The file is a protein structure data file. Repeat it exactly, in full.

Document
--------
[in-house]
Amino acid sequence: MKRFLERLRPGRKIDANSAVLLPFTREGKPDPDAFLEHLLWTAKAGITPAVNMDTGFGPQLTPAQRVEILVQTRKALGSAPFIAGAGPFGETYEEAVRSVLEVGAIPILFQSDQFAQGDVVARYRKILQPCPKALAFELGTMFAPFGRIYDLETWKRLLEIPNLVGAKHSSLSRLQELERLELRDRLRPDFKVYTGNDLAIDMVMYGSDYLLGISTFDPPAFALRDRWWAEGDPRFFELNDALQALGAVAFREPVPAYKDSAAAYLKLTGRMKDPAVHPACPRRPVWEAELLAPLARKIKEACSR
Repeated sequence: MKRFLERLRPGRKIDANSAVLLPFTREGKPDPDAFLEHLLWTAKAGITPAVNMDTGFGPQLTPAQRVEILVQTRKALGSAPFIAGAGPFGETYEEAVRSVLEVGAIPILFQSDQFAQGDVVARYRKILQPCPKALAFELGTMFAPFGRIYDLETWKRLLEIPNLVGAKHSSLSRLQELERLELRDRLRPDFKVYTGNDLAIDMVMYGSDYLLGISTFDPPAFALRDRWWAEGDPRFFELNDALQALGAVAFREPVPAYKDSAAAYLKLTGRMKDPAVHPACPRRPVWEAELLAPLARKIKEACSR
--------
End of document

[in-house]
Amino acid sequence: MKRFLERLRPGRKIDANSAVLLPFTREGKPDPDAFLEHLLWTAKAGITPAVNMDTGFGPQLTPAQRVEILVQTRKALGSAPFIAGAGPFGETYEEAVRSVLEVGAIPILFQSDQFAQGDVVARYRKILQPCPKALAFELGTMFAPFGRIYDLETWKRLLEIPNLVGAKHSSLSRLQELERLELRDRLRPDFKVYTGNDLAIDMVMYGSDYLLGISTFDPPAFALRDRWWAEGDPRFFELNDALQALGAVAFREPVPAYKDSAAAYLKLTGRMKDPAVHPACPRRPVWEAELLAPLARKIKEACSR
Repeated sequence: MKRFLERLRPGRKIDANSAVLLPFTREGKPDPDAFLEHLLWTAKAGITPAVNMDTGFGPQLTPAQRVEILVQTRKALGSAPFIAGAGPFGETYEEAVRSVLEVGAIPILFQSDQFAQGDVVARYRKILQPCPKALAFELGTMFAPFGRIYDLETWKRLLEIPNLVGAKHSSLSRLQELERLELRDRLRPDFKVYTGNDLAIDMVMYGSDYLLGISTFDPPAFALRDRWWAEGDPRFFELNDALQALGAVAFREPVPAYKDSAAAYLKLTGRMKDPAVHPACPRRPVWEAELLAPLARKIKEACSR